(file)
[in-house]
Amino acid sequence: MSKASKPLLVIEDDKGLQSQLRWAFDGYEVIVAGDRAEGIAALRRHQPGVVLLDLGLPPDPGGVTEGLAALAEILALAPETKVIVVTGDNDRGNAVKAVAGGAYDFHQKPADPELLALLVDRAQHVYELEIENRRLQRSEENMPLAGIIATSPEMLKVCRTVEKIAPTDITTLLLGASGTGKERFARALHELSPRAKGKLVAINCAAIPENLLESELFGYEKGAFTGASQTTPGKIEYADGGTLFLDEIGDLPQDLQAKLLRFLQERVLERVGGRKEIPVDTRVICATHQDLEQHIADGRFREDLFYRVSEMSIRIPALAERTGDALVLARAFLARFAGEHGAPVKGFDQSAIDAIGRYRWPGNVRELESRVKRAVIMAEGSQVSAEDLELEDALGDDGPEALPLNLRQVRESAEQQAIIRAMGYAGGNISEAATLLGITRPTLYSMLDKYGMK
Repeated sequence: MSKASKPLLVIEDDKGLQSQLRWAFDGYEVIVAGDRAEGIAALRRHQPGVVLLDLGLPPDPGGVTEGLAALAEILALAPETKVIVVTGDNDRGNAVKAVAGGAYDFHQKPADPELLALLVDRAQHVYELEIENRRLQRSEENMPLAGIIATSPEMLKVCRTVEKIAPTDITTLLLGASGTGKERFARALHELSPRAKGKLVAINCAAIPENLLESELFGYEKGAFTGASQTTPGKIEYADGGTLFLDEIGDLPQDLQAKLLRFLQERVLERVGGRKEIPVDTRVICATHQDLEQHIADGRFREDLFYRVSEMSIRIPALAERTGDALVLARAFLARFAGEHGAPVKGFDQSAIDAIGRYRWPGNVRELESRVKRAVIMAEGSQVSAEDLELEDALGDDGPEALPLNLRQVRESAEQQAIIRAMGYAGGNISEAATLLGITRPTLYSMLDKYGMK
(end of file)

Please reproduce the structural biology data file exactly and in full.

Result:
[in-house]
Amino acid sequence: MSKASKPLLVIEDDKGLQSQLRWAFDGYEVIVAGDRAEGIAALRRHQPGVVLLDLGLPPDPGGVTEGLAALAEILALAPETKVIVVTGDNDRGNAVKAVAGGAYDFHQKPADPELLALLVDRAQHVYELEIENRRLQRSEENMPLAGIIATSPEMLKVCRTVEKIAPTDITTLLLGASGTGKERFARALHELSPRAKGKLVAINCAAIPENLLESELFGYEKGAFTGASQTTPGKIEYADGGTLFLDEIGDLPQDLQAKLLRFLQERVLERVGGRKEIPVDTRVICATHQDLEQHIADGRFREDLFYRVSEMSIRIPALAERTGDALVLARAFLARFAGEHGAPVKGFDQSAIDAIGRYRWPGNVRELESRVKRAVIMAEGSQVSAEDLELEDALGDDGPEALPLNLRQVRESAEQQAIIRAMGYAGGNISEAATLLGITRPTLYSMLDKYGMK
Repeated sequence: MSKASKPLLVIEDDKGLQSQLRWAFDGYEVIVAGDRAEGIAALRRHQPGVVLLDLGLPPDPGGVTEGLAALAEILALAPETKVIVVTGDNDRGNAVKAVAGGAYDFHQKPADPELLALLVDRAQHVYELEIENRRLQRSEENMPLAGIIATSPEMLKVCRTVEKIAPTDITTLLLGASGTGKERFARALHELSPRAKGKLVAINCAAIPENLLESELFGYEKGAFTGASQTTPGKIEYADGGTLFLDEIGDLPQDLQAKLLRFLQERVLERVGGRKEIPVDTRVICATHQDLEQHIADGRFREDLFYRVSEMSIRIPALAERTGDALVLARAFLARFAGEHGAPVKGFDQSAIDAIGRYRWPGNVRELESRVKRAVIMAEGSQVSAEDLELEDALGDDGPEALPLNLRQVRESAEQQAIIRAMGYAGGNISEAATLLGITRPTLYSMLDKYGMK